Pascal's Coffee

Friday, September 22, 2006

Wild For Coffee

Here is a very basic summary of coffee literacy and although it is general I think that this is an excellent start to this blog, it is intended for the novice...

Hopefully after this article you will be prepared to face the wilds of the coffee bean culture around you and maybe make a better cup of coffee to boot. Now some of the following is what ‘they’ don’t want you to know (insert mysterious music here)…

To start there are two types of coffee, robusta and arabica. One is cheap and one is expensive…. Ok the differences really…




High Caffeine content

Woody flavour

Used in instant coffee and low quality espresso blends

Drunk by the public known as ‘strong’ coffee

Easy to grow

Grows like a weed virtually anywhere

Smaller rounder bean


Moderate caffeine content

Delicate Flavours

Used in espresso and higher quality blends

Drunk by aficionados know for ‘quality and taste’

Hard to grow

Only grows in certain climates

Larger oval bean

So when people ask for strong coffee… make sure it is strong by using a double shot or adding more coffee to a plunger, so when drinking for quality always use freshly roasted arabica beans.

Things that affect strength, taste:
Roast: dark is bitter and is the old fashion way of drinking coffee (1960’s), basically it was almost charcoal (burnt) where the oil rises to the surface of the beans. Generally a good (full city) roasted bean will have a matt chocolaty look (more dark than milk chocolate), it should not be glossy! We have come along way since then.
Water temperature: ideal brewing temp is from 88 to 96 degrees Celsius. Too hot burns the coffee producing bitter flavour, too cold produces sour tastes.
Rancid oils: regular cleaning of the group head and handle are very important in an espresso machine because you’ll get burn oils flavour which is acrid. Many experts will run the first shot as a dud to line the basket with fresh oils then make their first cup… Oh the trouble!

Coffee is grown in exotic locations all around the world, the best coffees are arabica beans grown in the “coffee belt”, around the equator and some rare high altitude like Jamaican Blue. Coffee beans are grown in Africa, South American, Indonesia to excellent PNG coffees and right here in Australia where beans can vary from the extremes of good and bad.

Expect to pay more for good coffee but relative cost to value, there are some bargains to be had.
Coffee stays fresh for about 2 weeks after roasting but generally not more than 3 weeks. Coffee is like wine, it has its own quirks. After roasting a period of time must elapse called the de-gasing stage where carbon dioxide is released as the bean settles. Generally I like to wait 3 to 4 days and then drink, although others have their own time periods. During this de-gassing stage the bean is volatile and need to age to release its true potential.

Coffee once roasted is sensitive to light (UV), heat, cold, oxygen, and the other enemy, time. It should be stored in a cool, darkish place, sealed. Never in the fridge or freezer. Thanks to technology little things like bags with one-way valves in them allows the carbon dioxide to escape, there are jars called vin-vacs, they use a pump to get air out to create a great storage environment, just like wine. If fresh coffee is vacuum-sealed for long periods the gas will build up and cause the package to explode….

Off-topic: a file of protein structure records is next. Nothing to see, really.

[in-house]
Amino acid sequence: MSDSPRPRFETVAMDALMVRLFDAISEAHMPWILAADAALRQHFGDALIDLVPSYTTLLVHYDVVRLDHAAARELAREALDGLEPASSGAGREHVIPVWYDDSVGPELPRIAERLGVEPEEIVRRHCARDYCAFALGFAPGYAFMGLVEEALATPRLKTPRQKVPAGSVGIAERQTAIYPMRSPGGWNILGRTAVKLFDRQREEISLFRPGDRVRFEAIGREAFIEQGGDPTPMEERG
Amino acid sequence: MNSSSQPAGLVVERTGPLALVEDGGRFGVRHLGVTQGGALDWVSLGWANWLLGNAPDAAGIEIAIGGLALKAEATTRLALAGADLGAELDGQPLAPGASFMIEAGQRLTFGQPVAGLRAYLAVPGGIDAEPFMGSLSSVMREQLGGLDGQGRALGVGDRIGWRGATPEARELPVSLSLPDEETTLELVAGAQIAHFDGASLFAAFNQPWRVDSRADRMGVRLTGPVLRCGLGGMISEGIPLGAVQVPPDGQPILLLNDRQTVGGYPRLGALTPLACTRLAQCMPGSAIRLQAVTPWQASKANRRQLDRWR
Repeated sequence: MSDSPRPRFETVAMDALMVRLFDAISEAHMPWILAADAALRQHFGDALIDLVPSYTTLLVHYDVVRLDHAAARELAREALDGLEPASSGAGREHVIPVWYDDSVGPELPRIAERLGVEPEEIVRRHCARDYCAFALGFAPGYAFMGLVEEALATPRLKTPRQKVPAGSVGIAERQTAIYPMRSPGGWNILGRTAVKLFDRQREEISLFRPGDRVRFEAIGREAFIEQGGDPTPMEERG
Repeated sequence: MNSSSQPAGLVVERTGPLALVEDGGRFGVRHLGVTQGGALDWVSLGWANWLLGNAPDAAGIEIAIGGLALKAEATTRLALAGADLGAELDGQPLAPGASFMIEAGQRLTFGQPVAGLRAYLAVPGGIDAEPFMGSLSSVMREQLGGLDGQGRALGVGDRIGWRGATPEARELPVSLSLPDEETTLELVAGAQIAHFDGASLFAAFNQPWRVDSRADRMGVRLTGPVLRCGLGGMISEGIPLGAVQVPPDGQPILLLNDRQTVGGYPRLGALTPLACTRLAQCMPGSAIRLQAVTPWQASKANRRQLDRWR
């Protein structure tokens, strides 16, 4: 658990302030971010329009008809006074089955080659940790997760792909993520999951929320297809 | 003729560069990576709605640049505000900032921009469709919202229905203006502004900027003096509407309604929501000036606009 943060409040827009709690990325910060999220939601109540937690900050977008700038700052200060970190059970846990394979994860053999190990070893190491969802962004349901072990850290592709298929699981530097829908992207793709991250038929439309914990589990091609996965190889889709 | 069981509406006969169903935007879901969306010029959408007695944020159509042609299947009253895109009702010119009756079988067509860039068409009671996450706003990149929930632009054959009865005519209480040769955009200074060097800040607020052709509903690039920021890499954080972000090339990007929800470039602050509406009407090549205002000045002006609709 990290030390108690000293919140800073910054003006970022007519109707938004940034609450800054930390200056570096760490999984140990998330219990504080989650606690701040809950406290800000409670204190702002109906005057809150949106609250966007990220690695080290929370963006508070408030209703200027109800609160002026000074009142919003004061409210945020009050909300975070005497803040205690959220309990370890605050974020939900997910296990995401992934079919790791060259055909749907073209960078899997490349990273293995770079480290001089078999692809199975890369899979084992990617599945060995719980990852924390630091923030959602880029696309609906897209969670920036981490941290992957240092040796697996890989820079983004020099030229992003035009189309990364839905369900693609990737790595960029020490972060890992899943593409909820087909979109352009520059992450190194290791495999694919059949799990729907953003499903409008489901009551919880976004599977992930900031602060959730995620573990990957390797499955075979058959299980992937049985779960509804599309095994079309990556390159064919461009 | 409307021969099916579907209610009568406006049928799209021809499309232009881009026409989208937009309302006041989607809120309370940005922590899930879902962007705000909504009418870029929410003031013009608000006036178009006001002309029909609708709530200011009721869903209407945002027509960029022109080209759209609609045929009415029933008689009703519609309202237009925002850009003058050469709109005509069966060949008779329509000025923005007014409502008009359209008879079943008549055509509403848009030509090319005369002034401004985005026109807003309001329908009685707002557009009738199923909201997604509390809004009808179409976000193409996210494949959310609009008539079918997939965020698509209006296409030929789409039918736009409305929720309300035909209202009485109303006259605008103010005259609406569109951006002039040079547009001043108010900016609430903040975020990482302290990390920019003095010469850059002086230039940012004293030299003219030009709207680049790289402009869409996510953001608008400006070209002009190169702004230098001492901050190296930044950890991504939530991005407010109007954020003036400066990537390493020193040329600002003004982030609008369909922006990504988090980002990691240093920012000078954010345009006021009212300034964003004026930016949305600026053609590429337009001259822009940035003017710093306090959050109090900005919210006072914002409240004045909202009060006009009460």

What does that tell you about coffee in the supermarket? Yep…expired before it’s even packed! This is just one coffee-crime. Some supermarket coffee at over $70 a kilo…

Another myth is that Italian coffee is the best…. Hmmm think again…Australia produces wine and truffles of such good quality it’s got the Europeans in a twist, so that they now come in drove to study our methods… why?
Science. Rather than rely on the truffle, wine, coffee gods and guesswork we excel in agricultural and biological sciences. Many Italians coffees still use robusta in their blends and pass it off as fortification… huh? Me too. Basically it means more profits. The world buy it’s beans from all around the world and the Italians buy lower grades of beans and can pass them off as higher quality. And here’s why… Barista skill. The person making the coffee is always the biggest factor in the end product, just like a chef.

Here are a few tips:

  • Use freshly ground beans. In highest quality commercial circles coffee is stale in 20-30 mins. So buy a grinder if you haven’t got one and do it yourself. The precious coffee oils oxidize quicker when ground.
  • For a plunger, boil water and wait a minute or two… use this time to get cups warm, or portion the coffee into the plunger. This time cools the boiled water.
  • Clean your espresso machine and the group head regularly. Rancid = Yuk
  • Buy your freshly roasted coffee weekly or fortnightly and savour the flavour.
  • Never overheat milk. And mix portionally to your coffee… experiment.
  • Finally… water… fresh and clean if in the city, use a filter.

Congratulations on your perfect cup.